The final of the National Sprint Championship brought together a terrific field of five locals and three Victorians, with King Miller well served by the box draw, coming up with the coveted cherry. Super sprinter Shapely Escort, unbeaten throughout the series, fared poorly, drawn in box six. Wide running Which Opal was well boxed out in eight while Milo’s Charm was also well served, exiting box two.
Despite her poor alley, Shapely Escort was a strong 7/4 ($2.75) favourite ahead of Milo’s Charm at 7/2 ($4.50) and King Miller and Which Opal at 11/2 ($6.50). Princess Jilka was the rank outsider at 100/1 ($101.00).
A crowd estimated at around 13,000-plus flocked to Wentworth Park with the National Sprint Championship scheduled as race four.
The field were locked away and the bunny sped to the boxes. Then, the unthinkable happened. The lure sped past the boxes, the greyhounds lunged, but the lids failed to lift. Of all the times and in all the races, the lids had to fail in one of the biggest races on the Australian racing calendar. The crowd was shocked into a momentary silence.
The greyhounds were removed from the boxes and taken 30 to 40 metres down the track. The starter then tested the boxes and the equipment worked perfectly. Stewards asked the starter to repeat the process a few more times, just to make certain. The boxes continued to function as they should.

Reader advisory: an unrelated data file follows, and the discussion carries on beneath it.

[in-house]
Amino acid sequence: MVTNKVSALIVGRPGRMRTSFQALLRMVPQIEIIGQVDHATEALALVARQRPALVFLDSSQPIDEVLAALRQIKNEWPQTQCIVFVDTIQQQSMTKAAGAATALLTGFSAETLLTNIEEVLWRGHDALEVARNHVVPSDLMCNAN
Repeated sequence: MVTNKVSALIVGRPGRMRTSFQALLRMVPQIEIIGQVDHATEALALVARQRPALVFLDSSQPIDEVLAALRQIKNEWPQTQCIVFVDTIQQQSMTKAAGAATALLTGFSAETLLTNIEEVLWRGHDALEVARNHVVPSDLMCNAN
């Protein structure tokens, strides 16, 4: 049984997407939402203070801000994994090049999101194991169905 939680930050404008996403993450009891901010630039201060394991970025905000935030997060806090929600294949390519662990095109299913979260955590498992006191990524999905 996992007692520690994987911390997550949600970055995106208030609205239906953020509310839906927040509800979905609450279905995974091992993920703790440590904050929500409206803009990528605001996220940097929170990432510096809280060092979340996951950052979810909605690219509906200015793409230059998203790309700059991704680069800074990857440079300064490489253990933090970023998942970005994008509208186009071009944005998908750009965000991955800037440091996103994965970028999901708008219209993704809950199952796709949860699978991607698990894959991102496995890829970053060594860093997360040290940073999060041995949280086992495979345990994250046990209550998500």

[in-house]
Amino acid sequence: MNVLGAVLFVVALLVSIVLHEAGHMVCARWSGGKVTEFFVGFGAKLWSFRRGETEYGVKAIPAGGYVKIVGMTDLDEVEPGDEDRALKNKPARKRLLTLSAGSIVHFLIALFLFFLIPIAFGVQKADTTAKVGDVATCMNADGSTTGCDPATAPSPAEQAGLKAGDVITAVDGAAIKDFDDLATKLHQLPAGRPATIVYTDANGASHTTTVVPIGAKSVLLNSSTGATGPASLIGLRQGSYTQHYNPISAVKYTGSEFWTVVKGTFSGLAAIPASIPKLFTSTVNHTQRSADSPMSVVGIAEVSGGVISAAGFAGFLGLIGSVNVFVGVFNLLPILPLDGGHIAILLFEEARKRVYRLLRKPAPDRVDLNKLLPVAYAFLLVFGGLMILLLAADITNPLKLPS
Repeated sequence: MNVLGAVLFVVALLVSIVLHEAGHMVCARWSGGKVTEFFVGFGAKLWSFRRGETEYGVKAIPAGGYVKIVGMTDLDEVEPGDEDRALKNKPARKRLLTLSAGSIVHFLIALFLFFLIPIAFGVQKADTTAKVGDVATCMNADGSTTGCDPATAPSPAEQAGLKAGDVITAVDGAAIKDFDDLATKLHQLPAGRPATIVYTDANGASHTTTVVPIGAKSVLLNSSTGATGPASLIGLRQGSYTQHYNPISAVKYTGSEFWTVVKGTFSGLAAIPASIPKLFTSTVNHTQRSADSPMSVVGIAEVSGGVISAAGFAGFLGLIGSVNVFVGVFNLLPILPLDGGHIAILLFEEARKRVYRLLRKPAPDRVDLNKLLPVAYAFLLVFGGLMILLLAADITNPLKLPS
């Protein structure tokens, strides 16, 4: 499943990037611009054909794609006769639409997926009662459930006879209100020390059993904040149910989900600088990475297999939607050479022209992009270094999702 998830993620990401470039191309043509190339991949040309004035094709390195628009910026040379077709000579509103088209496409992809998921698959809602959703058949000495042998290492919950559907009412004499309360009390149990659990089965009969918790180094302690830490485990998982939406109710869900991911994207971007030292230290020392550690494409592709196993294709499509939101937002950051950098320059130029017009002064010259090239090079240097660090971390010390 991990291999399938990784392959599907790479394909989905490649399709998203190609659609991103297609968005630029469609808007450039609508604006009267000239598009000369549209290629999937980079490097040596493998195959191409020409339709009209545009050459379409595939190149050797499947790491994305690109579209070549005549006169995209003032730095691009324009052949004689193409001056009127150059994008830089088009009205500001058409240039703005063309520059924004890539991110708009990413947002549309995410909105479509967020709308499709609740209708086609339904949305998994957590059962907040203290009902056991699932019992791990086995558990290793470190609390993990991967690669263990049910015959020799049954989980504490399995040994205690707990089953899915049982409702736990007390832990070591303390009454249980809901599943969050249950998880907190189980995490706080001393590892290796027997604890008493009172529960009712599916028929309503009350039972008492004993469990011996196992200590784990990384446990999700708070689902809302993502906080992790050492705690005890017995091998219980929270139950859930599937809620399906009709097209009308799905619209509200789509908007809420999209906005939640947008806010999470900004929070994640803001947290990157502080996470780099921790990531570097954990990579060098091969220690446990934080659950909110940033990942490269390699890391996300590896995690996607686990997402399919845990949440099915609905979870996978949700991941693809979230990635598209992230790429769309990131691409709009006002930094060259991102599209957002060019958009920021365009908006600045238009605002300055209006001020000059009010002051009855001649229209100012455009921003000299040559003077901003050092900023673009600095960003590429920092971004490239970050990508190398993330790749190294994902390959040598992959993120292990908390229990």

After a delay of just six minutes, the greyhounds were back in the boxes and the lure was once more on its way.
This time the start was perfect. King Miller, making full use of box one, jumped straight to the lead. At the first turn King Miller was a clear leader but most eyes were searching for Shapely Escort. She was well positioned in fourth place but within a few strides it was clear she wasn’t herself. Coming out of the turn Shapely Escort was losing ground rather than gaining and was a spent force.
At the half-way point King Miller led Which Opal by three lengths with Top Saba a length further back. Behind her were Milo’s Charm, Kumiss and Tara Flash.
Straightening for the run to the judge, King Miller in the centre led Milo’s Charm, over on the rails, by a length with Top Saba, Which Opal and Kumiss all within striking distance.
In the run home King Miller kept giving just that little bit extra and held on to defeat Milo’s Charm by a neck with Top Saba a head away third. A length away in fourth place was Which Opal, a head clear of Kumiss with Tara Flash just two lengths away from the winner in sixth position. Shapely Escort was a well-beaten seventh with Princess Jilka a long last.
After the race, Shapely Escort was found to have been injured in her rear legs, almost certainly as a result of lunging at the false start. She was off the racing scene for two months.
King Miller ran the trip in a fast 31.1 and for the Ray Balk owned and trained white dog it was his 10th win in 36 race starts. His first prize of $6,500 took his overall earnings to $12,382. Of the finalists, Shapely Escort had earned $27,250 before the race from her 37 starts. Next best was Tara Flash with $17,000 in 61 starts and Top Saba with $10,627 from 50 races.
King Miller continued to race consistently if not spectacularly after the Championship. He failed to make the 1971 Melbourne Cup final after being beaten a half head in his heat by the-then little known Lizrene, later to become one of the greatest stayers ever seen in Australia.
To the best of my knowledge, no other major Australian racing final has ever suffered from the same box malfunction.